Once they’re down off the hill, they’ll run across some rolling country for a couple of miles, then across a couple of lakes, then down into a deep- banked slough. Shageluk is on the far side of the slough, perched on high ground overlooking a wide curve in the southward-flowing Innoko River climb up out of the slough, run through outlying parts of town for a short distance, and eventually wind up on the main street.
The dogs will probably be parked around the school, which is at the end of the main street. The checkpoint is usually in the log cabin community center about a block from the school. Cold water is available. Heather has to take an 8-hour layover somewhere on the Yukon, and Shageluk is considered to be on the Yukon for this purpose—and she’ll probably be ready to rest by the time she and the Team gets here.
The name Shageluk is an Ingalik Indian name meaning “village of the dog people,” and when the Iditarod hits town, that is especially true. Adolph Hamilton, who lives here, helped race organizers find the original trail to the town of Iditarod, even though he had only been over it once, many years before with his father, as a small boy.
| It’s Rest Time at Iditarod||Sat, Mar. 14th, 2009   |
Heather and the 10 member Hardcore Team have reached the half way point in the 37th Iditarod, completing nearly 550 miles of the 1131 miles. They arrived at the Iditarod checkpoint at 2 PM AKDT (6 EDT after their 17 hour 56 minute run from Ophir. In 2007, this same stretch of the race took Heather nearly 34 hours.
The check at Iditarod is a ghost town now but once was a bustling community of over 10,000, and was the heart of the Iditarod Mining District, from whence the trail got its name. Dog teams hauled supplies and mail into this area and were then laden with gold for their return trip out. Between 1908 and 1925, about $35 million in gold was taken from this area. At that time, gold was worth around $20 an ounce.
Heather and her Hardcore Team will probably rest 6 to 8 hours before they take off on a 65 mile run to Shageluk, an Ingalik Indian name meaning village of the dog people, and when the Iditarod hits town, that is especially true.
| Racing To Iditarod||Sat, Mar. 14th, 2009   |
It’s been about 12 hours since the Hardcore Team left Ophir for the 90 mile run to Iditarod. At last check, Heather and the Team had about 40 miles to go and were traveling at 6 to 7 mph. The temperature along the trail was reported to be a chilly 16 degrees below zero. At their present pace, Heather and the Team should arrive in Iditarod between 2 and 3 PM AKDT (6-7 PM EDT) this afternoon.
Race leader, Lance Mackey going for his third consecutive victory, was just outside of the Eagle Island checkpoint along the Yukon River. He was at least four hours ahead of his closest competitor.
| Heather and the Team Make the Long Run to Iditarod||Fri, Mar. 13th, 2009   |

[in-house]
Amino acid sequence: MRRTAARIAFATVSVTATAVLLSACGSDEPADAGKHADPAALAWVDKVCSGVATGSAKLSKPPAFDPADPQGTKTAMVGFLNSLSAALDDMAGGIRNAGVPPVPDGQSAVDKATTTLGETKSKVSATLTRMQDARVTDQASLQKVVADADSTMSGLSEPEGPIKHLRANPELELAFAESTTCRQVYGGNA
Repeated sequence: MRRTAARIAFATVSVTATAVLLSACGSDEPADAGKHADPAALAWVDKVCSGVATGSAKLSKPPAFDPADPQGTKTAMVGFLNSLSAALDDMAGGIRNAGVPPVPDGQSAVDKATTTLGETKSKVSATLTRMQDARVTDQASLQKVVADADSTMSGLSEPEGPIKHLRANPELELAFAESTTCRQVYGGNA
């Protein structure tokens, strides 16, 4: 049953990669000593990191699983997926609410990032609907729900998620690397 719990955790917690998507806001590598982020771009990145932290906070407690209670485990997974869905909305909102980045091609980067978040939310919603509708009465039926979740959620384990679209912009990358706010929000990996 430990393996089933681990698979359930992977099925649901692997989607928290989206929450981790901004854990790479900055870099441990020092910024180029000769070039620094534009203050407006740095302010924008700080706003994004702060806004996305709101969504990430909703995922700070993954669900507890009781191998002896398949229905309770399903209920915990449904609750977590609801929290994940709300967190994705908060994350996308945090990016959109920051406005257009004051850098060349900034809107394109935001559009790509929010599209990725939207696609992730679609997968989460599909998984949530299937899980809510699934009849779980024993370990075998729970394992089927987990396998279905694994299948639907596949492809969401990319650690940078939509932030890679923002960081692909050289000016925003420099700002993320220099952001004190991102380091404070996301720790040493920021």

Heather and her Hardcore Team are on the way out into the vast wilderness of the Iditarod Trail for their 90 mile run to the next checkpoint at the ghost town of Iditarod. They left the Ophir checkpoint for the 18 to 24 hour run at 8:04 PM (00:04 AM EDT on 3-14) after resting for about 6.5 hours. The Hardcore Team remains at 11 dogs strong.
As Heather and the Team left the Ophir checkpoint they continued on the same road they followed coming in. After a mile or so they turned sharply left (west) onto the runway, which may or may not be plowed for use by airplanes. A mile past the runway they’ll cross the Innoko River, which they will parallel for another four miles and then cross again, back to the south side. This is where the northern and southern routes divide and Heather need to turn the team left (the Iron Doggers will have gone right, up to Ruby); the turn should be very well marked.
The trail will probably not be the world’s best as the Hardcore Team heads south through the spindly black spruce. It is often bouncy and uneven and punchy because it never has much of a base—remember, it’s only used every other year, and then only for the Iditarod. About a mile after the turn, Heather will cross a small tributary of Beaver Creek which usually has some overflow, sometimes up to a foot deep. It’s rarely more than ten feet wide, though.
After the creek, the Team will slog forever up a very gently sloping valley through the taiga (Russian for “land of little sticks"). Beaver Mountain Pass, a gentle saddle just above tree line, is about ten miles from the turn. The summit is about 1,100 feet above sea level and the total climb from the Innoko River is about 800 feet. Heather should see the Beaver Mountains looming off to her left as she approaches the pass. At the top, she’ll be five miles from the highest peak. Don’s Cabin is about 20 miles ahead.
After the pass, the Hardcore Team will descend a gentle grade to the drainage of Tolstoi Creek, which flows northwest into the Dishna River and ultimately the Innoko. This entire mostly barren upland for 20 miles to the southwest is collectively called the Beaver Flats, and they’ll be running across much of it. They will drop back into a sparse tree line along a small fork of the creek a couple of miles after the pass, then they’ll head back into the open country southwest for a few more miles to a bigger fork, also with a meager tree line but offering shelter if they need it. There’s one more fork a couple of miles on, but with few trees.